Ken Connor
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For people of faith in America, the Obama administration's birth control mandate represents an unprecedented assault on religious conscience. It seems that the President and his surrogates have little appreciation for the role that faith plays in the lives of many Americans, and even less respect for the Constitution's protection of religious liberty. As if to confirm this impression, the U.S. Justice Department is doubling down on the Administration's anti-faith stance with a lawsuit against a German family seeking religious asylum in the United States. According to our esteemed Attorney General, the right to choose the best education for your child is not a fundamental individual liberty. When it comes to the education of our children, the government – not the parents – is the final authority.

Joe Carter writes about the plight of the Romeike family for the Action Institute's "Power Blog":

"The Romeikes had withdrawn their children from German public schools in 2006, after becoming concerned that the educational material employed by the school was undermining the tenets of their Christian faith. After accruing the equivalent of $10,000 worth of fines and the forcible removal of their children from the home, they chose to flee their homeland and seek asylum in the United States. They believed our government was more respectful of religious liberties.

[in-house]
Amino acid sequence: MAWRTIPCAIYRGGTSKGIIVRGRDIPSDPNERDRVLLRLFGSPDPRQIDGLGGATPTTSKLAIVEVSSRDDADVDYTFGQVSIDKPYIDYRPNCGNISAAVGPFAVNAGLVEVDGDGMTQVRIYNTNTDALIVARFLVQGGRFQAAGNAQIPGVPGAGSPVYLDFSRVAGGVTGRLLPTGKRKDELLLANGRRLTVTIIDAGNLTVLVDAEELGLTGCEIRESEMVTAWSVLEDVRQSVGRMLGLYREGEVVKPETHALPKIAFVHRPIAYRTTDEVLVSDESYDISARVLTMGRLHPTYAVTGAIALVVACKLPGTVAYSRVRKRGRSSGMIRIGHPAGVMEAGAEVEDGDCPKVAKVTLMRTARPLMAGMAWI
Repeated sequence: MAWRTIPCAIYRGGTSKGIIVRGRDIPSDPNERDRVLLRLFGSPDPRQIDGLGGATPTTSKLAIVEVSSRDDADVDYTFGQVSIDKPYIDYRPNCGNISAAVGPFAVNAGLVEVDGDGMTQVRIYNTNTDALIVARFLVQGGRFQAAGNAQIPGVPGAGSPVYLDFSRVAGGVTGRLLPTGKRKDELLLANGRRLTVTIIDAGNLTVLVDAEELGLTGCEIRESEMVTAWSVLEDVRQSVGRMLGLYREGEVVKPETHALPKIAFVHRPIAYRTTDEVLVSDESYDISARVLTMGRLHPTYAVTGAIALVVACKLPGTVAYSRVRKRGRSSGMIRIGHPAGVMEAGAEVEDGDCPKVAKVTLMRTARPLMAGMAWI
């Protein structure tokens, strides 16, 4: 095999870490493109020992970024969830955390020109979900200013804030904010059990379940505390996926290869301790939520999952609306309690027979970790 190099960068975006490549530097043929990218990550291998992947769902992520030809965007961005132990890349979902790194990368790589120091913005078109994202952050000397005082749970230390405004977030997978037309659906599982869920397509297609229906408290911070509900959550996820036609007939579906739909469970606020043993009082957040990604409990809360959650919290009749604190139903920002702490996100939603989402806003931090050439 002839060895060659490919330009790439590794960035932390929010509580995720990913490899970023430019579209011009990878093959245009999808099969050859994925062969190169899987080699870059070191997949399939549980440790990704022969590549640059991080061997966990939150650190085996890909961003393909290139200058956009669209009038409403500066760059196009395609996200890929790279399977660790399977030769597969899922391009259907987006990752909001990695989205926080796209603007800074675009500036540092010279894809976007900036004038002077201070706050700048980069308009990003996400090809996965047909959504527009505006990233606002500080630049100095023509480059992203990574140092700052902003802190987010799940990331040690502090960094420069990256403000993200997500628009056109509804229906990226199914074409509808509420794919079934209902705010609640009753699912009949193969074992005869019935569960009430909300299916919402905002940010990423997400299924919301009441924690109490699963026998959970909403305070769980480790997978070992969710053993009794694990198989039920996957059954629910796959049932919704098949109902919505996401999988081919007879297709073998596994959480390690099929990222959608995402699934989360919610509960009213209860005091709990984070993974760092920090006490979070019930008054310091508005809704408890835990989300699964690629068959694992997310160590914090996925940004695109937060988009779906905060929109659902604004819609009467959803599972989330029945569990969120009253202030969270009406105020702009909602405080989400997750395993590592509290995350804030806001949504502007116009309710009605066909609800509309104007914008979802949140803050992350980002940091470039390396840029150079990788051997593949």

They soon discovered that was not the case.

On January 26, 2010, a federal immigration judge granted the Romeikes political asylum, ruling they had a reasonable fear of persecution for their beliefs if they returned to their homeland. The judge also denounced the German policy, saying it was, "utterly repellent to everything we believe as Americans." However, President Obama's Justice Department disagreed. They argued that the family should be denied asylum based on their contention that government may legitimately use its authority to force parents to send their kids to government-sanctioned schools."

Why should we be surprised? Of course the President doesn't trust the parents of America to make decisions regarding their children's education. According to his cradle-to-grave, nanny state philosophy, how could we the sheeple be expected to know anything about our children's educational needs? And how dare we expect that our personal values and beliefs play any role in the equation?

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Ken Connor

Ken Connor is Chairman of the Center for a Just Society in Washington, DC.